Starting at age 12, I sang with the children’s chorus of the Cleveland Orchestra. I went on to sing in a variety of local and citywide choruses until I began singing professionally in my junior year of high school. Cleveland, in the late 70s, had a booming coffeehouse scene especially on the artsy East side. I played with my neighbor, a wonderful singer, guitar player and pianist. We were quickly embraced by the local music community and through them were exposed to the music of Appalachia, African-American Gospel & Blues, traditional music of Africa, Sacred Harp singing and contemporary songwriters focused on the music of resistance.
It was in those years I sang at my first demonstration, a benefit for the United Farm Workers. My oldest sisters had gone to college at a nearby state university, Kent State. In 1970, images of Vietnam were pervasive on the TV news throughout but the seeds of my political awareness were sown the day the 4 students were killed on the campus I had become so familiar with. I didn’t yet know, but the seeds of my own songwriting were being born as Neil Young sang, 4 Dead in Ohio. That song so completely captured the emotion of that day, it was year’s before I could stand to hear it. Perhaps I was pre-destined but 8 years later I also found myself in college at Kent.
My musical education was already being formed by Sam Cook, The Staple Singers, Sly and the Family Stone, Elvis, Pete Seeger, the waning days of the Beatles, John Lennon and Joni Mitchell. Though I loved music and played guitar and banjo, I didn’t play piano, I wasn’t interested in classical guitar or voice This made majoring in music problematic. I was intrigued to discover how many of my favorite songwriters were also visual artists. Ultimately, I followed in one of my sister’s footsteps and studied visual arts.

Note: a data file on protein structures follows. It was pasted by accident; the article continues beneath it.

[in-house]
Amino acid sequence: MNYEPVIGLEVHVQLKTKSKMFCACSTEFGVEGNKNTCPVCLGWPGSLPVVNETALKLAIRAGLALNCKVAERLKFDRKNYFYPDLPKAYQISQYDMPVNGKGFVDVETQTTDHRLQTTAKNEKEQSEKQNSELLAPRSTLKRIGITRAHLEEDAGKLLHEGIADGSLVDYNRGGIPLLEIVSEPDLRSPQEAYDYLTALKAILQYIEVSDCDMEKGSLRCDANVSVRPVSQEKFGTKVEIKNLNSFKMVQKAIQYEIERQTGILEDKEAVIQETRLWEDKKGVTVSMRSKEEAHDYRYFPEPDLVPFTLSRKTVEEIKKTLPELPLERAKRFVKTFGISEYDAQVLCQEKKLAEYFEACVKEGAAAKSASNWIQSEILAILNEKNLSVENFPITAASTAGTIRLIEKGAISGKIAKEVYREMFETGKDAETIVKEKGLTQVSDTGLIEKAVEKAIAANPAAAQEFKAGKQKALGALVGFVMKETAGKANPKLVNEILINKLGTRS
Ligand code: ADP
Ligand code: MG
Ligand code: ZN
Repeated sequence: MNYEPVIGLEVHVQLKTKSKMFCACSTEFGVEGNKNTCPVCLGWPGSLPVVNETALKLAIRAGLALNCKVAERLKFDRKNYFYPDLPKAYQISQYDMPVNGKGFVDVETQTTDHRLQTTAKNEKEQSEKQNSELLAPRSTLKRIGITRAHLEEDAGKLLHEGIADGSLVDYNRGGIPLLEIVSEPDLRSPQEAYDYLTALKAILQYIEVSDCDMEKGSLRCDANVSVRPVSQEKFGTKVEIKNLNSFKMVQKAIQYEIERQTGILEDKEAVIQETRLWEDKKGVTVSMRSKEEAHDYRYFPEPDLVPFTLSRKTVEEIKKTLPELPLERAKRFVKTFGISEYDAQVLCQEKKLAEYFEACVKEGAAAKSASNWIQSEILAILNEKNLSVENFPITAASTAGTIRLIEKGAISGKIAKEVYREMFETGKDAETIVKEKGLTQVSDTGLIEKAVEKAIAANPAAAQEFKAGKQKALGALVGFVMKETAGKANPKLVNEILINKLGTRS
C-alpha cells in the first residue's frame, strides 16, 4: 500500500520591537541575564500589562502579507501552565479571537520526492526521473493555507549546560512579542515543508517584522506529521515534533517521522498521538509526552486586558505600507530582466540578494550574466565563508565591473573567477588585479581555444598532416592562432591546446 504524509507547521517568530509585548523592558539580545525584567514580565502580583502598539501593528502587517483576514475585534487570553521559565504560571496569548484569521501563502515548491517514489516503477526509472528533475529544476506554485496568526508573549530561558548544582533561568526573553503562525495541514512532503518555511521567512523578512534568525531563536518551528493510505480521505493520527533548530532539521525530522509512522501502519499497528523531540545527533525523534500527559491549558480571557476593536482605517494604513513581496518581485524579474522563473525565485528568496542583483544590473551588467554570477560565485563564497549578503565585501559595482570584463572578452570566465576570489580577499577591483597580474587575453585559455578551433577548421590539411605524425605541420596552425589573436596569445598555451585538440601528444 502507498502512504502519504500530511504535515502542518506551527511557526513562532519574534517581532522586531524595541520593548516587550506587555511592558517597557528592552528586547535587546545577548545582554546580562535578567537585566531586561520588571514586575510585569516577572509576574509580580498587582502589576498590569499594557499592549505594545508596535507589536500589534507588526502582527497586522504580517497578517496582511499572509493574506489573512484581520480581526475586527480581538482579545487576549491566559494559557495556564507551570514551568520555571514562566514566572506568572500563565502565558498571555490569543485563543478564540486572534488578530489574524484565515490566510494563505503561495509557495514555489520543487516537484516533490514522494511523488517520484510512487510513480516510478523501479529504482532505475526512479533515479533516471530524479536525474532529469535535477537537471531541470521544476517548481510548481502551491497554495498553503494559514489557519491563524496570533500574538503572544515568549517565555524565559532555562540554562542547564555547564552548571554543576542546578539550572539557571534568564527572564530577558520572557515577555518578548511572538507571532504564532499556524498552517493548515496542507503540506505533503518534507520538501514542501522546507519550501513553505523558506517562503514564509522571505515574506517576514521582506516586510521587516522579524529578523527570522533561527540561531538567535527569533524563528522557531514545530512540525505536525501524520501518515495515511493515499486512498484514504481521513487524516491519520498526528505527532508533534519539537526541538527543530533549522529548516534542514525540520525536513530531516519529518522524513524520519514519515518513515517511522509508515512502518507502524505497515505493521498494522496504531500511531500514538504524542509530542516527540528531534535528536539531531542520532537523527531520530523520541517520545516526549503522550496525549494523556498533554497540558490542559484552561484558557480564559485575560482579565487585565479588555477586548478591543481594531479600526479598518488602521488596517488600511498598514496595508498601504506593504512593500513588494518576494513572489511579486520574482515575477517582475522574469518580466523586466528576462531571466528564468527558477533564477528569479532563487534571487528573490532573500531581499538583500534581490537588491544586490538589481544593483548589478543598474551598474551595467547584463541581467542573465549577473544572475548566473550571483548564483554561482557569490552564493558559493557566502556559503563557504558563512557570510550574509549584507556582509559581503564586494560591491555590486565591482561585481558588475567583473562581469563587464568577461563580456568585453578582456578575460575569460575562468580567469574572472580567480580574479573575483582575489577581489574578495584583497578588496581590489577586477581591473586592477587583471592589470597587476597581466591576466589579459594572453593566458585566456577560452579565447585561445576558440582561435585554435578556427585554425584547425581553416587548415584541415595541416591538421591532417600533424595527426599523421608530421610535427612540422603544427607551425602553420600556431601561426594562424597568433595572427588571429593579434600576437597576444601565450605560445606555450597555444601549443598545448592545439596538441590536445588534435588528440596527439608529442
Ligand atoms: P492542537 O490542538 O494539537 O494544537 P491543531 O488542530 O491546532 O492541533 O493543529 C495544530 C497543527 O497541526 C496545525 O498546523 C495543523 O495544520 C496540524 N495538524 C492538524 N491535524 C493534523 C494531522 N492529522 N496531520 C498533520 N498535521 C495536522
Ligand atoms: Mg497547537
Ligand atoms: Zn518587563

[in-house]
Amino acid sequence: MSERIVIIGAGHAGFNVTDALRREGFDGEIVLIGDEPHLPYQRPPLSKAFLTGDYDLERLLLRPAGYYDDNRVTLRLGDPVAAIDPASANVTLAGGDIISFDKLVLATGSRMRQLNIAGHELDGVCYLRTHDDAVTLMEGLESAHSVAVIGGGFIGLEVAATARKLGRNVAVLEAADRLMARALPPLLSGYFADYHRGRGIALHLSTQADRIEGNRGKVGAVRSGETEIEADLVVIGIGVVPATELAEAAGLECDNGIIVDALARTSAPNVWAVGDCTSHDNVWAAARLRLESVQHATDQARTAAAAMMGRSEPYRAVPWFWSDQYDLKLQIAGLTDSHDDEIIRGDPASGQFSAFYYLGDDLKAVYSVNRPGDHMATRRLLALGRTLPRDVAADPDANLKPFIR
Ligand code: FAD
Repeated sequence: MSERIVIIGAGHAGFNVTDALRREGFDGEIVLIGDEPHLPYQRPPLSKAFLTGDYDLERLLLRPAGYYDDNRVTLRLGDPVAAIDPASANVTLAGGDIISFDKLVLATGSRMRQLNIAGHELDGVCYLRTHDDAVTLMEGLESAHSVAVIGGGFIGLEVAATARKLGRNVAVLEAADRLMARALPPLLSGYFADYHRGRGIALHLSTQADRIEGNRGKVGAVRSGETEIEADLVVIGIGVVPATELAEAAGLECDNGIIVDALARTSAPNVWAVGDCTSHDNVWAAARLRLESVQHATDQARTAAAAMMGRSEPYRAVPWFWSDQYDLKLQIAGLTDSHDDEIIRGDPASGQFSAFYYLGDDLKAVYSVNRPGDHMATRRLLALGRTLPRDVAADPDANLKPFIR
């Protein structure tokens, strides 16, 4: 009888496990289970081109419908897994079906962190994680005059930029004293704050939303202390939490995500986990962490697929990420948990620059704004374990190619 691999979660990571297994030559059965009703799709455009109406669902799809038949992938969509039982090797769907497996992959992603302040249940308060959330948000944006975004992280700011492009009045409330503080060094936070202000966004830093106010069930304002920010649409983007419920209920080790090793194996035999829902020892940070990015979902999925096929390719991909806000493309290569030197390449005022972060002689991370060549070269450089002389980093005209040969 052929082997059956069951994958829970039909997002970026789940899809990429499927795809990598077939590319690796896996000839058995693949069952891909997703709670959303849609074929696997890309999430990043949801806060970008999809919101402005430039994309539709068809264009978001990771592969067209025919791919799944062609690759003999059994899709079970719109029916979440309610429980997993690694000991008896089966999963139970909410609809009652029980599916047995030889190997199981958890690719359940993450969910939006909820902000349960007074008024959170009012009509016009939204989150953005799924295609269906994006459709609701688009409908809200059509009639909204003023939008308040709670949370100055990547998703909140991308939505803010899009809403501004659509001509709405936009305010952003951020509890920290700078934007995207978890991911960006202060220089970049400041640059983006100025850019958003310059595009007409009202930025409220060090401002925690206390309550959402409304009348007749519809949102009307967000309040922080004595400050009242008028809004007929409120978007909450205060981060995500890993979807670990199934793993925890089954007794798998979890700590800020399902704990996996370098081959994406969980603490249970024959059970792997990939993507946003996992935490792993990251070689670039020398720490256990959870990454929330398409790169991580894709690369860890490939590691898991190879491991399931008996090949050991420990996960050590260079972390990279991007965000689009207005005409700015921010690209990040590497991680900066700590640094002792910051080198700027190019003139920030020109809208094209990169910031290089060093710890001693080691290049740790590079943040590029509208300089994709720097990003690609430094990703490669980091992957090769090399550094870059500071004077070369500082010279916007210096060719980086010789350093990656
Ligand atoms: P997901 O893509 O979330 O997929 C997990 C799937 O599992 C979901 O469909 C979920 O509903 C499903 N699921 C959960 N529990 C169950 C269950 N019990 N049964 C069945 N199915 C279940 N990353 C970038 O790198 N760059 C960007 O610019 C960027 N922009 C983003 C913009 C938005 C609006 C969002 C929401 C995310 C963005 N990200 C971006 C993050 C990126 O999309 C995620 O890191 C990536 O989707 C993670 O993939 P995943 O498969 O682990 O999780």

While at Kent, I was in various bands playing old-time & bluegrass music. I learned about Hazel Dickens and Alice Gerrard’s songs about the challenges of the lives of women in Appalachia and was reminded of the power of music from my childhood that spoke about issues of justice and peace. I began to hear music about the women’s and lesbian and gay movements from singers and songwriters like Holly Near and music from the Labor and Civil Rights movements from Bernice Johnson Reagon and Sweet Honey and the Rock.
I began to seek out other artists focused on social justice issues like Bev Grant and Human Condition and Charlie King and Bright Morning Star. I met Sonny Ochs, Phil Ochs’ sister, and started singing his songs. I learned about Pete’s more political, original songs.
I was doing gigs and working as many jobs as I could to pay for college. I was going to school part-time, organizing a folk festival on campus and learning to build guitars on the weekends. Out of my experience organizing the Kent State Folk Festival, I was offered a full-time job organizing arts events at a newly forming National Park in the region that would be hosting the National Folk Festival. I quit school in my senior year and took the job. In my 2nd year, the Park, Service was going to make my job a permanent position and they offered it to me. I told my boss that I thought I wanted to explore being a songwriter so I took a week off work to go to a songwriting workshop at the Omega Institute in New York with labor organizer and songwriter, Si Kahn. I wrote a song that week that is still one of my most requested songs, Keep On Moving Forward. I sang that song at a gathering of political songwriters called the People’s Music Network. Pete Seeger was at that gathering and said, “that song was the best song he’d heard in 50 years.” Thus began a life long friendship and mentorship with Pete. That song went on to be sung at the NGO forum of the 4th UN World Conference on Women outside Beijing in 1995. It opened the Gay Games in Vancouver that same year, I sang it with Gloria Steinem and Lily Tomlin in the UN General Assembly at a report back on the 1st anniversary of the conference and again in 1998 in the General Assembly at Bella Abzug’s memorial service.
I continued to work with Pete Seeger over the years on many projects including his environmental organization to clean up the Hudson River, The Hudson River Sloop Clearwater and was with the family at his bedside when he died in 2014.